Changes in Depression Following Gastric Banding: A 5- to 7-year Prospective Study

Authors: Schowalter, Marion1; Benecke, Andrea2; Lager, Caroline3; Heimbucher, Johannes4; Bueter, Marco5; Thalheimer, Andreas5; Fein, Martin5; Richard, Matthias3; Faller, Hermann3

Source: Obesity Surgery, Volume 18, Number 3, March 2008 , pp. 314-320(7)

Publisher: Springer

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Long-term outcomes of gastric banding regarding depression and predictors of change in depression are still unclear. This prospective, controlled study investigated depression and self-acceptance in morbidly obese patients before and after gastric banding.

A total of 248 morbidly obese patients (mean body mass index [BMI] = 46.4, SD = 6.9) seeking gastric banding completed questionnaires for symptoms of depression (Beck Depression Inventory) and self-acceptance. One hundred twenty-eight patients were treated with gastric banding and 120 patients were not. After 5 to 7¬†years, patients who either had (n = 40) or had not (n = 42) received gastric banding were reassessed.

In the preoperative assessment, 35% of all obese patients suffered from clinically relevant depressive symptoms (BDI score ≥18). The mean depression score was higher and the mean self-acceptance score was lower than those of the normal population. Higher preoperative depression scores were observed among patients living alone and who had obtained low levels of education. After 5 to 7¬†years, patients with gastric banding had lost significantly more weight than patients without gastric banding (mean BMI loss 10.0 vs. 3.3). Gastric banding patients improved significantly in depression and self-acceptance, whereas no change was found in patients without gastric banding. Symptoms of depression were more reduced in patients who lost more weight, lived together with a partner, and had a high preoperative depression score.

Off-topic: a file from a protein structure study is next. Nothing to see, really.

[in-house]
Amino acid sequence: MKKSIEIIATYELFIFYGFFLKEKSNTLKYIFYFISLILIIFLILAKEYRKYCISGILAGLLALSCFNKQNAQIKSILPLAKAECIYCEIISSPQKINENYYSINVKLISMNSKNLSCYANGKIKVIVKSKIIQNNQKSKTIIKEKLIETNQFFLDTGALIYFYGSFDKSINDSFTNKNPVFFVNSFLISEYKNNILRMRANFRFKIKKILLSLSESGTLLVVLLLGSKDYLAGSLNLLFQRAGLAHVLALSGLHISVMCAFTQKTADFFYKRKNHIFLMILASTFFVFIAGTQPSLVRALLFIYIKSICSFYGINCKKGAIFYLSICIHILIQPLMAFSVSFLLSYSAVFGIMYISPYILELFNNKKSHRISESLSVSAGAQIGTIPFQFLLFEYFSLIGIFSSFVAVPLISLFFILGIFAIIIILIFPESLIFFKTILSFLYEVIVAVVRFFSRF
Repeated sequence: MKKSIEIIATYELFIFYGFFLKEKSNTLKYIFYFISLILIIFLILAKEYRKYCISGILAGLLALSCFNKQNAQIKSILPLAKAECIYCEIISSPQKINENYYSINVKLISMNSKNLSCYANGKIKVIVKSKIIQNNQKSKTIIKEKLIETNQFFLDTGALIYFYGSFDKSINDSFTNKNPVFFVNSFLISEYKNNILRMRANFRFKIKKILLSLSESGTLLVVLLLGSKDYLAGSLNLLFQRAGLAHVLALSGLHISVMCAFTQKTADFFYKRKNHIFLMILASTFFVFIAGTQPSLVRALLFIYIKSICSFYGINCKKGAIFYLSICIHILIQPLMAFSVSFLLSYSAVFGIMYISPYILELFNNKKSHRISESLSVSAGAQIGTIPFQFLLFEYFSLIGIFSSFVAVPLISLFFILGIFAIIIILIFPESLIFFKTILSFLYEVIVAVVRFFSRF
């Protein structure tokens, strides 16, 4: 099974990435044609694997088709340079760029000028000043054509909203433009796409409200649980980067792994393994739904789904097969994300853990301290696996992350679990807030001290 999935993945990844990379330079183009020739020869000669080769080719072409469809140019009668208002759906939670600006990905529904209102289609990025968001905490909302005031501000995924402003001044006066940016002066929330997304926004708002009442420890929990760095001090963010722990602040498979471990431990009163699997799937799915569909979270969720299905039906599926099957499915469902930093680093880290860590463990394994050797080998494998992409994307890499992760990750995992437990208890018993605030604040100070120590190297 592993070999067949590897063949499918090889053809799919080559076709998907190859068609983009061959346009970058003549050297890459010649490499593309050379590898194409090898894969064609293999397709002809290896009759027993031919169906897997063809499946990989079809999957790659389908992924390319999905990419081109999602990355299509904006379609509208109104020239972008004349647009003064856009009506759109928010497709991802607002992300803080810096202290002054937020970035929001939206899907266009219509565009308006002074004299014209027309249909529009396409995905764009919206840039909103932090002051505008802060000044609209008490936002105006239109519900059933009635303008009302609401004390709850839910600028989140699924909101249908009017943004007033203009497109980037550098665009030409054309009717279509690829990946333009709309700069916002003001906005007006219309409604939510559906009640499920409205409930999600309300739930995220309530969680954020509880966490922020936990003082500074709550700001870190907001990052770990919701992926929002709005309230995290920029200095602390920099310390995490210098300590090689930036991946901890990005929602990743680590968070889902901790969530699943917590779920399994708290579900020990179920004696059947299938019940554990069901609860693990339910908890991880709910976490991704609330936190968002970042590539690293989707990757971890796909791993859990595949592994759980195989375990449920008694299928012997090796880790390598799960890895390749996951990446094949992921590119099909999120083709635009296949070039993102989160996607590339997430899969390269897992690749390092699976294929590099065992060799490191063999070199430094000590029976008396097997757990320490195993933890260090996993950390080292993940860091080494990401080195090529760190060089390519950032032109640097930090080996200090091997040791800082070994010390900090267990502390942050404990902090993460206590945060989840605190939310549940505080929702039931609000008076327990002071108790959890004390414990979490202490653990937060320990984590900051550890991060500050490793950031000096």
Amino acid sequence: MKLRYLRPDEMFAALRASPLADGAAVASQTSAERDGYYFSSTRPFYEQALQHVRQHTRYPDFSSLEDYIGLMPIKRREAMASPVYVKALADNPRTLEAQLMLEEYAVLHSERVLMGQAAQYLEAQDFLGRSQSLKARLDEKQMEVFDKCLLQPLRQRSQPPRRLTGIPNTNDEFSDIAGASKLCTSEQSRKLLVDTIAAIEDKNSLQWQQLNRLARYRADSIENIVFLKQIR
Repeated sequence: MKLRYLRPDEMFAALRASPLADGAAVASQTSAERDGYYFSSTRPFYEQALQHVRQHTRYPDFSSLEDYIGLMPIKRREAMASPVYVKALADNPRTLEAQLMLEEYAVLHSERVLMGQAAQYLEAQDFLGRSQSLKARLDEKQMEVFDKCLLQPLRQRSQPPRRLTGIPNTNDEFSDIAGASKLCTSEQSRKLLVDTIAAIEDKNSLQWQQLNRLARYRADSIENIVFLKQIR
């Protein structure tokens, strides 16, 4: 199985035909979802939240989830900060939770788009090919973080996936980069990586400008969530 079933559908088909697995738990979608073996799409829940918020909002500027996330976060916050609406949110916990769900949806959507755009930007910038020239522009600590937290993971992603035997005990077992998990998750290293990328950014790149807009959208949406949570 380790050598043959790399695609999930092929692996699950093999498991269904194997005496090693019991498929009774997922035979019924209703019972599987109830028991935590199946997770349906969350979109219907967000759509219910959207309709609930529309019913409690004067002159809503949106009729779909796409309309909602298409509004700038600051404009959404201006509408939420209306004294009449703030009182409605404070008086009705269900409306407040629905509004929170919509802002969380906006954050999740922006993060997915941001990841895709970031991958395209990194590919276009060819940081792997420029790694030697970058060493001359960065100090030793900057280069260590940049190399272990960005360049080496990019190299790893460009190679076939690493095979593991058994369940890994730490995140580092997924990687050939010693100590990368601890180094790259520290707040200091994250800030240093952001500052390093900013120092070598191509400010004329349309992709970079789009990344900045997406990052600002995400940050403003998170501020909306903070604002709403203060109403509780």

Morbid obesity is associated with depressive symptoms and low self-acceptance. Gastric banding results in both long-term weight loss and improvement in depression and self-acceptance.

Keywords: Depression; Follow-up; Gastric banding; Long-term; Morbid obesity; Self-acceptance

Document Type: Research Article


Affiliations: 1: Institute of Psychotherapy and Medical Psychology, University of Wuerzburg, Klinikstr. 3, 97070, Wuerzburg, Germany, Email: 2: Mainz Department of Clinical Psychology, University of Mainz, Mainz, Germany 3: Institute of Psychotherapy and Medical Psychology, University of Wuerzburg, Klinikstr. 3, 97070, Wuerzburg, Germany 4: Department of Surgery, Marienkrankenhaus, Kassel, Germany 5: Department of Surgery, University of Wuerzburg, Wuerzburg, Germany

Publication date: March 1, 2008

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